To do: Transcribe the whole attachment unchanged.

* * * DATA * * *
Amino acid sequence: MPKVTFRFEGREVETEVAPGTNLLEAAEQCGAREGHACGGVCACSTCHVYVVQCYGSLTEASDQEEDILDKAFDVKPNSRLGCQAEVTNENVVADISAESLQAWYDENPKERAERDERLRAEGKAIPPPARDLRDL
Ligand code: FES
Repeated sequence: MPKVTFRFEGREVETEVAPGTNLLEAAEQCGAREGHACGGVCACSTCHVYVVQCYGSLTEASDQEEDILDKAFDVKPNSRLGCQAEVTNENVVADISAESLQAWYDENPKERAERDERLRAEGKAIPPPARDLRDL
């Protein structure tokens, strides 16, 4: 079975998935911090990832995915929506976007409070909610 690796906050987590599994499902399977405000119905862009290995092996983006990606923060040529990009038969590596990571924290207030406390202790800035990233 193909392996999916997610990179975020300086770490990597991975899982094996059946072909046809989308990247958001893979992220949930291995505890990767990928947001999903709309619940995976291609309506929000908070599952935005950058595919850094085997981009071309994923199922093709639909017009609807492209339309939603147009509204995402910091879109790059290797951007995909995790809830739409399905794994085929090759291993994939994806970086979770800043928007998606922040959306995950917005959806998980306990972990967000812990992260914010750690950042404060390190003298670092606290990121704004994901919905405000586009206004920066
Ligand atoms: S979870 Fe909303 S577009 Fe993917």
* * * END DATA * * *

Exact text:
Amino acid sequence: MPKVTFRFEGREVETEVAPGTNLLEAAEQCGAREGHACGGVCACSTCHVYVVQCYGSLTEASDQEEDILDKAFDVKPNSRLGCQAEVTNENVVADISAESLQAWYDENPKERAERDERLRAEGKAIPPPARDLRDL
Ligand code: FES
Repeated sequence: MPKVTFRFEGREVETEVAPGTNLLEAAEQCGAREGHACGGVCACSTCHVYVVQCYGSLTEASDQEEDILDKAFDVKPNSRLGCQAEVTNENVVADISAESLQAWYDENPKERAERDERLRAEGKAIPPPARDLRDL
């Protein structure tokens, strides 16, 4: 079975998935911090990832995915929506976007409070909610 690796906050987590599994499902399977405000119905862009290995092996983006990606923060040529990009038969590596990571924290207030406390202790800035990233 193909392996999916997610990179975020300086770490990597991975899982094996059946072909046809989308990247958001893979992220949930291995505890990767990928947001999903709309619940995976291609309506929000908070599952935005950058595919850094085997981009071309994923199922093709639909017009609807492209339309939603147009509204995402910091879109790059290797951007995909995790809830739409399905794994085929090759291993994939994806970086979770800043928007998606922040959306995950917005959806998980306990972990967000812990992260914010750690950042404060390190003298670092606290990121704004994901919905405000586009206004920066
Ligand atoms: S979870 Fe909303 S577009 Fe993917």